Nonprofit Technology

How to Maximize Nonprofit Income While Maintaining Your 501c3 Tax-Exempt Status

Published by in Nonprofit Technology

What nonprofit doesn’t want more funding for accomplishing their goals? With enough funding, you can hire more employees, pay them the salaries they desire, buy updated nonprofit software to make your organization run smoothly, and grow your programs to benefit your community.

501c3 Tax- Exempt

However there is always a risk associated with adopting new funds. Nonprofits must abide by laws which determine their tax-exempt status as a 501(c)(3) organization.

There are certain revenue streams nonprofits can and cannot accept, some that fall within a grey area, and some which are completely up for grabs.

Here’s how you can maximize your nonprofit income while maintaining your 501(c)(3) tax-exempt status.

Diversify your fundraising

Similar to a stock portfolio, it’s best to diversify your fundraising sources. With diversified fundraising, if one donor cuts off funding, you’ll still have several other sources to fall back on. The loss is regrettable, but it will be negligible in the grand scheme of things.

Outside of your standard fundraising methods, such as mail or email campaigns and traditional fundraising events, there are plenty of other ways to draw in donors. Here are six ways to diversify your fundraising:

  1. Crowdfunding

The internet is a marvelous invention that enables people to join together for similar causes, even if they’re from another state or country. Crowdfunding has revolutionized the way we think about internet fundraising by providing a platform for like-minded individuals to contribute their money to causes and initiatives through social media connections and viral marketing. This way, you target not only your followers, but all those who are as passionate about your issues as you are.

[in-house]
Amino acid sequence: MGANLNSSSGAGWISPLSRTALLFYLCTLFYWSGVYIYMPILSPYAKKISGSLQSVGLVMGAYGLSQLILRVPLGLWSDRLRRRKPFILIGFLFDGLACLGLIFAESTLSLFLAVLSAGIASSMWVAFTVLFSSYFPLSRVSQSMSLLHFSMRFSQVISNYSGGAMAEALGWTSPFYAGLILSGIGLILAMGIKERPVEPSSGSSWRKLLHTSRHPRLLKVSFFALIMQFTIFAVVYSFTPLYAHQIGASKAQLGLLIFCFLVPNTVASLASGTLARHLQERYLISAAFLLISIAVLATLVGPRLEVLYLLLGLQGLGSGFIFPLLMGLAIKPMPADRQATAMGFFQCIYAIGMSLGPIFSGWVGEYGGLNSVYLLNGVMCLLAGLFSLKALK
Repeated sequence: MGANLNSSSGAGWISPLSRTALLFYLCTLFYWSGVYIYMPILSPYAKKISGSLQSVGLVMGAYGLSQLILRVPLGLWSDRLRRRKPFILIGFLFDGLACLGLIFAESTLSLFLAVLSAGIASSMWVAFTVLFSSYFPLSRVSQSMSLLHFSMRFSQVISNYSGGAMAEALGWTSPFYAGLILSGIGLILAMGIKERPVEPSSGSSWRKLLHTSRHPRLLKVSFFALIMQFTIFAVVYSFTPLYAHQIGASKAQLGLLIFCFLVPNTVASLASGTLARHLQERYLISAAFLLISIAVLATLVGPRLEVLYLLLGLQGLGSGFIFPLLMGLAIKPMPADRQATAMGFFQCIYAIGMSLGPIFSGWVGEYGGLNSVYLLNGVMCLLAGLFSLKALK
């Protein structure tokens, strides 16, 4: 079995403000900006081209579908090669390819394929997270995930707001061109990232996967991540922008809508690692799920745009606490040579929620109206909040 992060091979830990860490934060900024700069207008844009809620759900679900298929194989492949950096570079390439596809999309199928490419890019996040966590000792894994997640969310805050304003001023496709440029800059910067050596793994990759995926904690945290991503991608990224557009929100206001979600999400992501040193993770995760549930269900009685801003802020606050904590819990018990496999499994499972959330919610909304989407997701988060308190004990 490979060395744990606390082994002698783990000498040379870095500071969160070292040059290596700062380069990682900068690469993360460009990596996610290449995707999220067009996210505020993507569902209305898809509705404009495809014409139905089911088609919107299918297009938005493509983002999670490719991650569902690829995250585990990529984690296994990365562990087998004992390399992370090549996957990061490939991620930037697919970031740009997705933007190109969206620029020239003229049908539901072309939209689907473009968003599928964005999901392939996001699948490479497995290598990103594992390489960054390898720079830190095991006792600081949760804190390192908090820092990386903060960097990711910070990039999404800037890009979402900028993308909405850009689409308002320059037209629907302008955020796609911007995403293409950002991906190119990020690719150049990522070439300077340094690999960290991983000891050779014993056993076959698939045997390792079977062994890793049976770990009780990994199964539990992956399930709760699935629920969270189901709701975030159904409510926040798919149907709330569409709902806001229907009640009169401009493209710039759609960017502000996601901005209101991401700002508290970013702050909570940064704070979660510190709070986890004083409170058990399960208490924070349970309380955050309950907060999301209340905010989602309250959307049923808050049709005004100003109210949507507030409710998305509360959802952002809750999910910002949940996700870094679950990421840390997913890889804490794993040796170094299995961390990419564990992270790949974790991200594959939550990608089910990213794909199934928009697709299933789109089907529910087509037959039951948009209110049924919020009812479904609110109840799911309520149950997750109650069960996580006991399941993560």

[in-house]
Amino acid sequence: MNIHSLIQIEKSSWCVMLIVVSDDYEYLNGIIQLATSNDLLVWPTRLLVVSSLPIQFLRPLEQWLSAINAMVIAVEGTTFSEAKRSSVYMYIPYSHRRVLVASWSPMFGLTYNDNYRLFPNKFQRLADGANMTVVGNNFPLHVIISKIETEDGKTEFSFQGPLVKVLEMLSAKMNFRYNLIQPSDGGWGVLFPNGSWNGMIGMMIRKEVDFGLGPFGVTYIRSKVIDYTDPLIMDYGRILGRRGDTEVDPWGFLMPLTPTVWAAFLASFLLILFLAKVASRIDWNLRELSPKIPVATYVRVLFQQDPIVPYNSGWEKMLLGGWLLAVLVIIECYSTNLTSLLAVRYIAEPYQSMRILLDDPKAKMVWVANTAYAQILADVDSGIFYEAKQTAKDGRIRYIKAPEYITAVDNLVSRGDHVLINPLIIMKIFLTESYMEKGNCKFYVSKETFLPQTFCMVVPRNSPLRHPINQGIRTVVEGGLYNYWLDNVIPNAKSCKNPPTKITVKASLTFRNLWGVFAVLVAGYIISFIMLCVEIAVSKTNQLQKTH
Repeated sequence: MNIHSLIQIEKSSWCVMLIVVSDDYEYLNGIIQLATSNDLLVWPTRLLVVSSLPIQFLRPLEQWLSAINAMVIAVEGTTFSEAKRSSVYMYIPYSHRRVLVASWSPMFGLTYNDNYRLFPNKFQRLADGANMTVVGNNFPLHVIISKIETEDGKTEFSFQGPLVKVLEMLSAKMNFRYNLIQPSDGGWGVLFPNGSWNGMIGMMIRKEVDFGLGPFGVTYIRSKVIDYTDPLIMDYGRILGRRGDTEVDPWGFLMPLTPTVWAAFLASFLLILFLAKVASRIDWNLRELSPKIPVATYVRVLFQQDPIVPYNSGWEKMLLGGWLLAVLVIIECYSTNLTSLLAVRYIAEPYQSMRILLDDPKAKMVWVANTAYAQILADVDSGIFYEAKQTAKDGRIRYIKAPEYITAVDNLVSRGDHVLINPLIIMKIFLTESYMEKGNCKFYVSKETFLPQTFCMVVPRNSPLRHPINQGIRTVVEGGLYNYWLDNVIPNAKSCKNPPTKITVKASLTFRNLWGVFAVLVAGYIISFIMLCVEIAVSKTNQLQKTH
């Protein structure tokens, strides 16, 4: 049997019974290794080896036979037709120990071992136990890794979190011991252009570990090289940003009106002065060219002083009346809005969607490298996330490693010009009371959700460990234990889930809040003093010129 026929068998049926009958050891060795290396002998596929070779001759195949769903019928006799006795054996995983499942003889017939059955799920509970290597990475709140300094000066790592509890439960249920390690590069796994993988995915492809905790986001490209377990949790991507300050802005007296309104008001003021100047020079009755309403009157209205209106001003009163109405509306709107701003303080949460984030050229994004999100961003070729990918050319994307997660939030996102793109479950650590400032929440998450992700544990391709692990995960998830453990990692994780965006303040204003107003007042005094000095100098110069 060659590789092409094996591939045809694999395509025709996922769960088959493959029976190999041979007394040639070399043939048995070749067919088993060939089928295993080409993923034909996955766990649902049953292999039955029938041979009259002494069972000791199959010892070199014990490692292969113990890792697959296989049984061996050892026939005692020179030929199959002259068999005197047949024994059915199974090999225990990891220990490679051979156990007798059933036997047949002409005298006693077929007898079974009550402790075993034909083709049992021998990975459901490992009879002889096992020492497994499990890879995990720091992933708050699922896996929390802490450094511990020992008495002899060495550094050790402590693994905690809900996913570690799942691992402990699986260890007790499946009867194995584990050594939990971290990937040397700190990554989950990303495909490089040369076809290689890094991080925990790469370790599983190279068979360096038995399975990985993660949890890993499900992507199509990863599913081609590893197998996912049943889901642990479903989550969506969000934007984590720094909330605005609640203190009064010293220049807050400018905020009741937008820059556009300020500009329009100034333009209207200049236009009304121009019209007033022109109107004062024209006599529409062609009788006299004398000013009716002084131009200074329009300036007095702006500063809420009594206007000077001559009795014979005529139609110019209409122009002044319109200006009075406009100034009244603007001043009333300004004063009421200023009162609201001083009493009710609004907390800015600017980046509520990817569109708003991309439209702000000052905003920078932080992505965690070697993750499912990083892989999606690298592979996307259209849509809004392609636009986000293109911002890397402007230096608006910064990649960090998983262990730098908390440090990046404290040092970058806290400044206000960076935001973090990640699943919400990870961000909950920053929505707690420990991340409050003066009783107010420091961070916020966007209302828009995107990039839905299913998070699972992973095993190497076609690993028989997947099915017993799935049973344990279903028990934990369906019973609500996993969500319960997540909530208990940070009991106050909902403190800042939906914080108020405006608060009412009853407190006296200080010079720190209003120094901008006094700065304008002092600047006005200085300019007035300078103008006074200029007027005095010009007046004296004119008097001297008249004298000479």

Just be sure you understand the laws for each state when crowdfunding, so as not to put your tax-exempt status at risk. Luckily, most states have not yet addressed crowdfunding solicitations, but that will likely change in the future.

Crowdfunding is perfect for funding large projects. It is built around selling an idea to the masses, and large projects with tangible results show your donors what their money will be used for in the end.

  1. Peer-to-peer fundraising

Peer-to-peer fundraising is similar to crowdfunding; Both rely on online platforms to fundraise, but the methods for attracting donors are different. While crowdfunding relies on complete strangers on the internet giving to your cause, peer-to-peer relies on your existing network of members reaching out for help. Think of it as a web of “friends of friends” all coming together for your cause.

Peer-to-peer fundraising is perfect for funding overhead and operational spending, since it is based on a more impersonal connection, unlike traditional crowdfunding. There are several notable examples of P2P campaigns to draw inspiration from, such as To Write Love on Her Arms (a suicide prevention campaign) and Barbells for Boobs (a breast cancer research campaign).

  1. Monthly giving programs

Rather than constantly trying to recruit one-time donors, why not set up a monthly giving program to maintain a regular stream of donations? Monthly giving programs ought to be incentivized with special privileges not afforded to the one-time donor, such as exclusive swag, discounted access to events, or special recognition on project sites.

Monthly giving programs are also better suited for funding operational costs since donations are collected on a regular basis.

  1. Virtual assets for fundraising events

Not everyone will make it to your fundraising events, but that doesn’t mean they ought to be left out of loop. Try live streaming your fundraising events, as well as setting up online fundraising pages, so remote attendees can still contribute.

  1. Grants